Bay Area cops kill Black man in front of his own home
In the early hours of Sept. 2, the Vallejo Police Department claimed its fifth shooting fatality in four months. Mario Romero, a 23-year-old African-American father, died after two cops fired 31 rounds into his vehicle.
Romero and his brother-in-law, 21-year-old Joseph Johnson, were sitting in Romero’s car talking in front of Romero’s house. Suddenly, a police cruiser pulled up in front of the car and a bright light was shined into the eyes of the two men. The cops started screaming at them to put their hands up but never identified themselves as police.
The police claim that Johnson put his hands up but that Romero opened the car door and appeared to be exiting. The cops maintain that they saw a gun in Romero’s waistband as he was exiting while simultaneously claiming that their view of Romero was obscured by the open car door. Under this pretext the police justify their shooting Romero.
After being shot, police say Romero appeared to be clutching something from behind the car door. They say he did not put his hands up when ordered to do so a second time, so the cops then fired a total of 31 rounds into the vehicle, killing Romero and severely wounding Johnson. After the shooting, the cops allege they found a pellet gun, which is neither dangerous nor illegal, in Romero’s car. No actual gun was found in the car.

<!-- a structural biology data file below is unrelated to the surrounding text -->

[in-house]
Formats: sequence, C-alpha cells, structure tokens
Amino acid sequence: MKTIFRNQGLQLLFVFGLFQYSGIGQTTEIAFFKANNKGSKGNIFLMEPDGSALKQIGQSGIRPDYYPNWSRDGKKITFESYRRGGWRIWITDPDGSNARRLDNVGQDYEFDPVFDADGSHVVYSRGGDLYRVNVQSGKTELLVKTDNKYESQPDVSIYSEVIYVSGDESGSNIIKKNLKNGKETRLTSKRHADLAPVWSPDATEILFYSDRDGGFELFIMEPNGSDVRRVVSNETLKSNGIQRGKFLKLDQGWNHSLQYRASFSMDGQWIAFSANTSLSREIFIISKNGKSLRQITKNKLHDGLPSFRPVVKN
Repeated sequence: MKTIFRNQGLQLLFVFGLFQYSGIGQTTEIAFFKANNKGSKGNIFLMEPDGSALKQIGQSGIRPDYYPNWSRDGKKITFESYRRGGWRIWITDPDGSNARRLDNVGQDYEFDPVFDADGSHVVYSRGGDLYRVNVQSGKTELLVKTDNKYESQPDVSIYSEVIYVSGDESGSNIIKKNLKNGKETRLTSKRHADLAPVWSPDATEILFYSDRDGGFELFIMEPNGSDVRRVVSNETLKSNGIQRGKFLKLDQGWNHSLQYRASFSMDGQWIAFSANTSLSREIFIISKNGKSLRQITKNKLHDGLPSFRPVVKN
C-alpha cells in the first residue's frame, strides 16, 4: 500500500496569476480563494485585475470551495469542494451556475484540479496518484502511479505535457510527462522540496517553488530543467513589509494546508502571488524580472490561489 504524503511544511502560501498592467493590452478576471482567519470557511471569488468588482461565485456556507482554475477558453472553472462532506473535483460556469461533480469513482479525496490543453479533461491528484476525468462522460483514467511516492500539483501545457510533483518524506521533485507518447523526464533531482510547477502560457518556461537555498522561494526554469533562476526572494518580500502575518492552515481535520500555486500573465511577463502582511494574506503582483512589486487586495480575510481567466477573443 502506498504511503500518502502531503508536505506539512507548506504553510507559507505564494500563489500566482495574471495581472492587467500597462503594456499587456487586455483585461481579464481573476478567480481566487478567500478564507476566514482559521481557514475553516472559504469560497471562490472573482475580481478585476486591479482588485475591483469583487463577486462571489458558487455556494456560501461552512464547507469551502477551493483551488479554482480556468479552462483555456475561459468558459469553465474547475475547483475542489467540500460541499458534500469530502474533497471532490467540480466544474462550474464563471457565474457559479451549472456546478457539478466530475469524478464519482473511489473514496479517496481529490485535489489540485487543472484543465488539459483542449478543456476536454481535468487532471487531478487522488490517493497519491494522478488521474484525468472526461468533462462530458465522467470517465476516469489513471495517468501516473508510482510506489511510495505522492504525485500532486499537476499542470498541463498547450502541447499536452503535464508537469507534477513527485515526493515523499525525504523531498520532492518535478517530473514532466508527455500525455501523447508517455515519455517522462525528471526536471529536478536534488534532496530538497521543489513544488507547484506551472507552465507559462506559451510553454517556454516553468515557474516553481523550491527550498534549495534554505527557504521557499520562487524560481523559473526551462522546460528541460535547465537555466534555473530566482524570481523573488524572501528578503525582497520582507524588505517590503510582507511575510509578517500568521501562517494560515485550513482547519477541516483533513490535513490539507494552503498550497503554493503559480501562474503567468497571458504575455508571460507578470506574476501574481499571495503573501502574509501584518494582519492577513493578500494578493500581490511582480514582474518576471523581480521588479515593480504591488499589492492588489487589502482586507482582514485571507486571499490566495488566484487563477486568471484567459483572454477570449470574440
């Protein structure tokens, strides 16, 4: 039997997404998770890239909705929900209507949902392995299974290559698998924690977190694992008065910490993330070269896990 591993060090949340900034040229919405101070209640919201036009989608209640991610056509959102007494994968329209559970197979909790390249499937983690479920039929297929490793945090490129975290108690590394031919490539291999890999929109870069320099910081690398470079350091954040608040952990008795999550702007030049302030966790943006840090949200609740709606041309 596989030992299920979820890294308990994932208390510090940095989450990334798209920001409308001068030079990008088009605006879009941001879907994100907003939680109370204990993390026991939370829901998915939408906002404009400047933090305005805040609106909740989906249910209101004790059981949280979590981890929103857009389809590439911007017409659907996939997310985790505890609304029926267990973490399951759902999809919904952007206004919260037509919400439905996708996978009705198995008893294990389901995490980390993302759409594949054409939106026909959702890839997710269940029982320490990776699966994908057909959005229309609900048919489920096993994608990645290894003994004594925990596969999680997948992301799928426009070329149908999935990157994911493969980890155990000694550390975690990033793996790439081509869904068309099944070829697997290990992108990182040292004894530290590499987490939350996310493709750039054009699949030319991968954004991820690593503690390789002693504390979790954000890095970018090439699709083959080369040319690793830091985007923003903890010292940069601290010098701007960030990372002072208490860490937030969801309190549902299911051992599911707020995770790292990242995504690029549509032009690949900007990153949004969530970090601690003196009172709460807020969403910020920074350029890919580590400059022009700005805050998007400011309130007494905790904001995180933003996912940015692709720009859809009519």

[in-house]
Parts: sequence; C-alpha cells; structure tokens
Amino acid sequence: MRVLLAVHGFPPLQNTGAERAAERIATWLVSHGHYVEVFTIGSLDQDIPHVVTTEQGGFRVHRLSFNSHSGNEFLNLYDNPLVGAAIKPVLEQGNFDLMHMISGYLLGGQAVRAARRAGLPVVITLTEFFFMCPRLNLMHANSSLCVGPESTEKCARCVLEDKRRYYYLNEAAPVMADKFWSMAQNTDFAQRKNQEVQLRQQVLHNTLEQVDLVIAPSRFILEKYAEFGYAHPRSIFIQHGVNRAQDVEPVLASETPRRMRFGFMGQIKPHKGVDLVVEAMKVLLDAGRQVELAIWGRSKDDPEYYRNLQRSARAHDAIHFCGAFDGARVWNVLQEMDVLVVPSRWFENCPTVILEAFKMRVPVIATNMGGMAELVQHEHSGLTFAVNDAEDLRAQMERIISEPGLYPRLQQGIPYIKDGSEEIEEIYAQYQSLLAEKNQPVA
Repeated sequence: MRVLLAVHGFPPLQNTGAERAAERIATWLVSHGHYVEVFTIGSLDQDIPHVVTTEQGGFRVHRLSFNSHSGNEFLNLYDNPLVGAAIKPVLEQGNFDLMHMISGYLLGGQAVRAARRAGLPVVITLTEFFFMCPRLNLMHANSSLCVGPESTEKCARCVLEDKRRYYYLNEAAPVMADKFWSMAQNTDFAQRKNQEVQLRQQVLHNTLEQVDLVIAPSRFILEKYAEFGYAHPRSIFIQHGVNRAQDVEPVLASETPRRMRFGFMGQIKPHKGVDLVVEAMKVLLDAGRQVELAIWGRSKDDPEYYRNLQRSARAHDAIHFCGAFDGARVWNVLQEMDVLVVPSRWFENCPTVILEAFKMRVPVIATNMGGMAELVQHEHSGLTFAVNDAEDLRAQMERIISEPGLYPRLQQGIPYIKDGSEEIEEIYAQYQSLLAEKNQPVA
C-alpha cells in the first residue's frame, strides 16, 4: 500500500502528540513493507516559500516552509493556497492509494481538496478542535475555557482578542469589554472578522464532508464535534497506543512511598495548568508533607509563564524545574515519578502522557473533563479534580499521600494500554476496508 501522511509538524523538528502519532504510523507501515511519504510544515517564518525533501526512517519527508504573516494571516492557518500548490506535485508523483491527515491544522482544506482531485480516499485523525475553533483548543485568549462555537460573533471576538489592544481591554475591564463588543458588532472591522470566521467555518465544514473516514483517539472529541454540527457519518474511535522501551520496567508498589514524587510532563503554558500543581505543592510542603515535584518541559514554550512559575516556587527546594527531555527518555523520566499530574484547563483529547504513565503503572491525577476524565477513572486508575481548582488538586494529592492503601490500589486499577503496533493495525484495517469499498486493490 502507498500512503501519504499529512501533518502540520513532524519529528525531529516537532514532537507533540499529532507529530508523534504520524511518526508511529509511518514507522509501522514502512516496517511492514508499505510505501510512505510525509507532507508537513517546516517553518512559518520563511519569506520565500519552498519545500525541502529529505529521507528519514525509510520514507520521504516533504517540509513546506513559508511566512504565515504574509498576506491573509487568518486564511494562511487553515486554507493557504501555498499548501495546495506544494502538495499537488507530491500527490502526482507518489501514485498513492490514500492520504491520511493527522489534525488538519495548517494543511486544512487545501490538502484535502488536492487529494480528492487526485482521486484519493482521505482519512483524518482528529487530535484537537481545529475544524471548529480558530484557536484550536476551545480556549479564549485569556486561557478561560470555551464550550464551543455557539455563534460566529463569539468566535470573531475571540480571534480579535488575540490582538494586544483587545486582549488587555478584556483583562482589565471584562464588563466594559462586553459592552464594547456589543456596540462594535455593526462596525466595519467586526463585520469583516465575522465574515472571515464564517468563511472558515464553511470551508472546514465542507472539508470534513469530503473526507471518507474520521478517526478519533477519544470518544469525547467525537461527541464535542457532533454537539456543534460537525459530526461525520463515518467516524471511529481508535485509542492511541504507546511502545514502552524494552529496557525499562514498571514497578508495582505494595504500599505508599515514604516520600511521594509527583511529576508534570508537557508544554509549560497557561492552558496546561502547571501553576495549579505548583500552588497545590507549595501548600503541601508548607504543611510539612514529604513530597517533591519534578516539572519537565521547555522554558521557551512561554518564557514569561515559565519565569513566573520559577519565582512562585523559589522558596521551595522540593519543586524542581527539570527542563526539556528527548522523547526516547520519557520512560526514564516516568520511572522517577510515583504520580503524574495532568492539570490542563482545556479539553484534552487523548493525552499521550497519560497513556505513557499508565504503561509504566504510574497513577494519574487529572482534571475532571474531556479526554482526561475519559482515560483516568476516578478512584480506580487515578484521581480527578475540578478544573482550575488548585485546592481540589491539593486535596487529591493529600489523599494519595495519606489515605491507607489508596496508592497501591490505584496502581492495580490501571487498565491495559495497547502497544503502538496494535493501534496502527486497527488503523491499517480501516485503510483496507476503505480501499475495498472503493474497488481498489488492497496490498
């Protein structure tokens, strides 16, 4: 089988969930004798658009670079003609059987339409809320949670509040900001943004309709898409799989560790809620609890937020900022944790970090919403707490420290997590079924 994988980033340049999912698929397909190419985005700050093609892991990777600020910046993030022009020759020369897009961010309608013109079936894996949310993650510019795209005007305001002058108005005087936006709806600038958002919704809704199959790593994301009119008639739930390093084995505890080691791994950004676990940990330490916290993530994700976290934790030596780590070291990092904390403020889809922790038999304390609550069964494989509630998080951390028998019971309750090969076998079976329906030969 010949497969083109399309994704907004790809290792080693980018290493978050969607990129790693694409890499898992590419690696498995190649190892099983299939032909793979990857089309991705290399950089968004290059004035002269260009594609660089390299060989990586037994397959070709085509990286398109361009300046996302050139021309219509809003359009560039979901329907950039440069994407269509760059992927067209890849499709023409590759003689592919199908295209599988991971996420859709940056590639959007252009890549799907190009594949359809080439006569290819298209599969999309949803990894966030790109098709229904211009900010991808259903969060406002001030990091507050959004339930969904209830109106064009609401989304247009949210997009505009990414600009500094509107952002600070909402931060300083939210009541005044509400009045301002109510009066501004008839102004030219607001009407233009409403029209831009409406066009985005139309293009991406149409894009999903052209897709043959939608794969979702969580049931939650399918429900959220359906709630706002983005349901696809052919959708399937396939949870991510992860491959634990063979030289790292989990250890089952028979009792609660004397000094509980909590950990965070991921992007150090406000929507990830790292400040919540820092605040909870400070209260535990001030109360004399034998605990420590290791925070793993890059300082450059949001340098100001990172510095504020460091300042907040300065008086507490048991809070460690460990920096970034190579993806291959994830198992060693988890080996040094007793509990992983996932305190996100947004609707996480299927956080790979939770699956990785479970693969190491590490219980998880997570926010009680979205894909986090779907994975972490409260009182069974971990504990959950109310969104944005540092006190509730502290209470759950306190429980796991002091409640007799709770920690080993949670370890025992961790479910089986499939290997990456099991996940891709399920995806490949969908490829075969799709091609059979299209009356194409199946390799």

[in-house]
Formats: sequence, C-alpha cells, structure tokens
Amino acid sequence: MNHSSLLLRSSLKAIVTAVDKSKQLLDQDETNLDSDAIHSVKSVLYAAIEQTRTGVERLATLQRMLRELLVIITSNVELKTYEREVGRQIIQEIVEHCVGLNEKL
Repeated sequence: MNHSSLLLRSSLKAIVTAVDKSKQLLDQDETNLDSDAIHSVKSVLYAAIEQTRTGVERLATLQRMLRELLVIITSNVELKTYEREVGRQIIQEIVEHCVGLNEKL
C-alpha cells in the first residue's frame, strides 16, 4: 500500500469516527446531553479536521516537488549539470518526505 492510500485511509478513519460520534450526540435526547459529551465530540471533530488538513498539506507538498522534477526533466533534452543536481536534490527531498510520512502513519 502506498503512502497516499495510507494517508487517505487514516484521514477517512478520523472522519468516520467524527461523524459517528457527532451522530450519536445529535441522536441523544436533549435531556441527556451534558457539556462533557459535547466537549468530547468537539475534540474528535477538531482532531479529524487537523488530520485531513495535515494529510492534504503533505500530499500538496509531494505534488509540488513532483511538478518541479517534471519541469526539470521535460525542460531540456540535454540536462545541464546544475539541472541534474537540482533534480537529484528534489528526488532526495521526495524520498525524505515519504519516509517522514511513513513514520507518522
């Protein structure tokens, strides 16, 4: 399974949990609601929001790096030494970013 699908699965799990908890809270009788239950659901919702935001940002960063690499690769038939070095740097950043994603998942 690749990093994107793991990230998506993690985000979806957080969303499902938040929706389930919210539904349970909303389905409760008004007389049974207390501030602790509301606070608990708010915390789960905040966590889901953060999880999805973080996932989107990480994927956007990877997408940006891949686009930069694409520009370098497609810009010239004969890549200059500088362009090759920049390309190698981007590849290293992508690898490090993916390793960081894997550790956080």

What the cops did not know was that there was a witness in the house. The bright lights and screaming that preceded the shooting awoke Cynquita Martin, Romero’s sister. She looked out her window and saw cops pointing guns at her brother and brother-in-law as they sat in the car. She says that the cops started shooting instantly after ordering the men to put their hands up. Romero never even began to leave the car. After firing several rounds at the two men, Martin said one of the cops “hopped on top of the car and he was just letting his gun loose. He was just shooting and shooting.”
After hearing Martin’s account of the events, the police acknowledged that one of the cops jumped on top of the car after the shots were fired but claimed the officer was checking to see whether there was anyone else in the vehicle beside Romero and Johnson. This is hardly a more comforting account of the incident. From his hospital bed, Johnson has backed Martin’s version of events. He maintains that there was no pellet gun in the car and that neither he nor Romero ever exited the vehicle.
Romero’s relatives have set up daily protests outside the Vallejo Police Department. Martin has been a vocal leader, demanding answers: “All this inside stuff—all these internal investigations—they aren’t working. We need answers. This needs to end.”The family has found support from Adam and Jeralynn Blueford, who have become leaders of the anti-police brutality movement in the Bay Area since their son Adam was killed by an Oakland cop on May 6.
Vallejo police chief Joseph Kreins made this disgusting defense of the officers involved in the shooting: “When dealing with violent confrontations, our officers are trained to use whatever force is reasonable and necessary to effect an arrest or eliminate a threat. In this case, [the officers] fired several rounds, stopped firing, re-evaluated the threat and then continued firing until they perceived that the threat was no longer imminent.”
In other words, when cops accost a person of color, and “feel threatened,” it is alright for them to shoot that person until they are certain the person is dead.
Martin has said: “It’s unjust that [Romero] couldn’t come home. This is supposed to be his safe place. When you go home that’s supposed to be your safe place. And they took that away from all of us in this house.”
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